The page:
Believe it or not, I’m not going to write about the upcoming Christmas holiday! I just returned from a writer’s retreat with three fabulous women. We ate (thanks, Susan), we drank (thanks, Laura B.), and we laughed (thanks, Laura A.). And we got some writing done.
I have to admit, I’m in a bit of a slump. Coming off my year-and-a-half break from fiction, I can’t seem to find my stride. But…I did get some words written, and more importantly, I had a great time with friends I hadn’t seen in way too long. Life’s about relationships, and I’m glad we took the time to spend together.
So here’s to making time with friends and catching your breath before the holiday madness. And to seventy degrees in December!
Merry Christmas and Happy Holidays to all!
I intend to keep this short and sweet. America’s Thanksgiving holiday is not all about food. It’s a wonderful time to pause, reflect, and feel gratified for life’s blessings.
I’m thankful for my family and friends, for my health and the health of those I love, and every day I spend on earth. Nothing in this life is guaranteed, so I’m going to spend time with loved ones and really appreciate what matters in life.
I wish the same for you, no matter where you are.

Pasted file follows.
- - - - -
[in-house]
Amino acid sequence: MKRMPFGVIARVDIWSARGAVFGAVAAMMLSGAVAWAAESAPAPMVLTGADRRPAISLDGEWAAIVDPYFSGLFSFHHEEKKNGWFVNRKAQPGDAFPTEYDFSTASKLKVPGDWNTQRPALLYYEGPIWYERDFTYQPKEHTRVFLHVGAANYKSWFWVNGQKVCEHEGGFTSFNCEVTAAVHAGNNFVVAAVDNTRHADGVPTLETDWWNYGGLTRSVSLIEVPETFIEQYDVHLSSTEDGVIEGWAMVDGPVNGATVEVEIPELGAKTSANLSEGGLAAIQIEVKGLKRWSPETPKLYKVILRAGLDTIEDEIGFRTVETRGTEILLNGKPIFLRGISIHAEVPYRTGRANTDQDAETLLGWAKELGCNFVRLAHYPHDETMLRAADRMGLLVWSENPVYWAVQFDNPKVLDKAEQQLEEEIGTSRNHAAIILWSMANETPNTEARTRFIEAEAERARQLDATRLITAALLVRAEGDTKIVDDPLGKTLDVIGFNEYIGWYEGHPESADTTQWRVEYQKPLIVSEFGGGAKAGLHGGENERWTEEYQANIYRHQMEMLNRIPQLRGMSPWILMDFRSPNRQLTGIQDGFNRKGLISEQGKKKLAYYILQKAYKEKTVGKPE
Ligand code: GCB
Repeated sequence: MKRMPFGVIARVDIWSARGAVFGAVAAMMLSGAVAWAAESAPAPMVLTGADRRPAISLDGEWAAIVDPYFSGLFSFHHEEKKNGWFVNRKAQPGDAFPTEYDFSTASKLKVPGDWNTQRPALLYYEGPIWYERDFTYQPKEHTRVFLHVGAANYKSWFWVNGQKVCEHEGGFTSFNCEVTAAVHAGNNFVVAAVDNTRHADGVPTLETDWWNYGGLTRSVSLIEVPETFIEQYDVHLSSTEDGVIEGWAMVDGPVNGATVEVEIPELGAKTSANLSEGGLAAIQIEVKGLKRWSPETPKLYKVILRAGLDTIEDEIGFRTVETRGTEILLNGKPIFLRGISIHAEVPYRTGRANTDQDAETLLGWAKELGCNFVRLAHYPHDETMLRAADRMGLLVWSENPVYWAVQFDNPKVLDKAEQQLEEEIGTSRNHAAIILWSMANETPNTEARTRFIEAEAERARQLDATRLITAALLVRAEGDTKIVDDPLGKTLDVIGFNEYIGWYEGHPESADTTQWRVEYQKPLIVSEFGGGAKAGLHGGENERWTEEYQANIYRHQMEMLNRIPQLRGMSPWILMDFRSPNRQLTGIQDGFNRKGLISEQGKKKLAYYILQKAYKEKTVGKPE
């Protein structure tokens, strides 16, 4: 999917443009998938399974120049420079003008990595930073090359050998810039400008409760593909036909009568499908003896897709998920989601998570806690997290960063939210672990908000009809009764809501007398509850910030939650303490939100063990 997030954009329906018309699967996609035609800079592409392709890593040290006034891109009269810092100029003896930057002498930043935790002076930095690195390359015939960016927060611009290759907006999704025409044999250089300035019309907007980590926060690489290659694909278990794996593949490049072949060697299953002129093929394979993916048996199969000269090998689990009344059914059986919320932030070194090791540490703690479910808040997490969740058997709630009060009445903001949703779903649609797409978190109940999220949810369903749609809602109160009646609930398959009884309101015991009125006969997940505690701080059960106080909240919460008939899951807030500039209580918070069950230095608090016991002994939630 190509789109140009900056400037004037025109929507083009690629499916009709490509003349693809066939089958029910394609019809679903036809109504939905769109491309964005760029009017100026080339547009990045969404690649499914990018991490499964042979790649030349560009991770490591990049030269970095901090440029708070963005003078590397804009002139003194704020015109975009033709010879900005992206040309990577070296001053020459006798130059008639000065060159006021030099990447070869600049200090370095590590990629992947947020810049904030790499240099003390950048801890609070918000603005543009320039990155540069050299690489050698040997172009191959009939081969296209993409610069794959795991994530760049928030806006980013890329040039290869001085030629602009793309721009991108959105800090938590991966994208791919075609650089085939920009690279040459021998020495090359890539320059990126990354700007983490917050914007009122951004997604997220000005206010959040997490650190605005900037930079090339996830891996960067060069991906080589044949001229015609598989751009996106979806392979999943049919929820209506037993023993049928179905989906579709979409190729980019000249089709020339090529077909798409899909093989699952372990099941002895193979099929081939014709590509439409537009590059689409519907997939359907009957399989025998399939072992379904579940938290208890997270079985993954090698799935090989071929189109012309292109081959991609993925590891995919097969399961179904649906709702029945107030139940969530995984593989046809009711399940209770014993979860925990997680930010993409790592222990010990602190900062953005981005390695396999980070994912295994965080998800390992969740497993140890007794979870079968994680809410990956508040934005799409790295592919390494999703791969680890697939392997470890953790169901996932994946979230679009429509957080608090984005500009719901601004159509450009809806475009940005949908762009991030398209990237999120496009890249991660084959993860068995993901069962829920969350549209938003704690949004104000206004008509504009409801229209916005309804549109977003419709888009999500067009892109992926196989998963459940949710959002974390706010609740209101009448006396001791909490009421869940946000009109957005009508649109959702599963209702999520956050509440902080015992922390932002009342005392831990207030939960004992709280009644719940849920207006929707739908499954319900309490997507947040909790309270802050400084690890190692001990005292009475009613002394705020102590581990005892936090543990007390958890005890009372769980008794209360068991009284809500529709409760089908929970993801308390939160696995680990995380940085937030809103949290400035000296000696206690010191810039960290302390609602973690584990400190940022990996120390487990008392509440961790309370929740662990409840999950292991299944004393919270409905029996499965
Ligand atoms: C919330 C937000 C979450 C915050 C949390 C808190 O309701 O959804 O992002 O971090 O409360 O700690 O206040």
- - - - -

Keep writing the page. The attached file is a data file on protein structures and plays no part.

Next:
Enjoy the day!
It’s the age old argument. Is romance real literature?
According to Washington Post writer Justin Wm. Moyer, romance is”formulaic with fill-in-the-blank qualities.” His recent comments expressed in the article about the plagiarizing case against Laura Harner sparked a firestorm of controversy in the romance community over his generalization of the genre.
The truth is, romance is a billion dollar business catering mostly to women. Romance is no more formulaic than the mystery, suspense. or science fiction genres, but you rarely hear diatribes on the worthlessness of those stories. I write romance. I read romance. And I can appreciate the work behind a well-written love story. I wish everyone could.
Love makes the world go round. When people lie on their death bed, they don’t want co-workers or acquaintances around–they want their loved ones–husbands, wives, lovers, children, family, and friends. These relationships are what matters in life–all that matters in life, so I become confused when books that delve into the making of said relationships are bashed as worthless.
I suppose Justin Wm. Moyer, upon his deathbed, will feel gratified while surrounded by stacks of newsprint. May that same pile of print keep him warm at night.
What are your views of romance?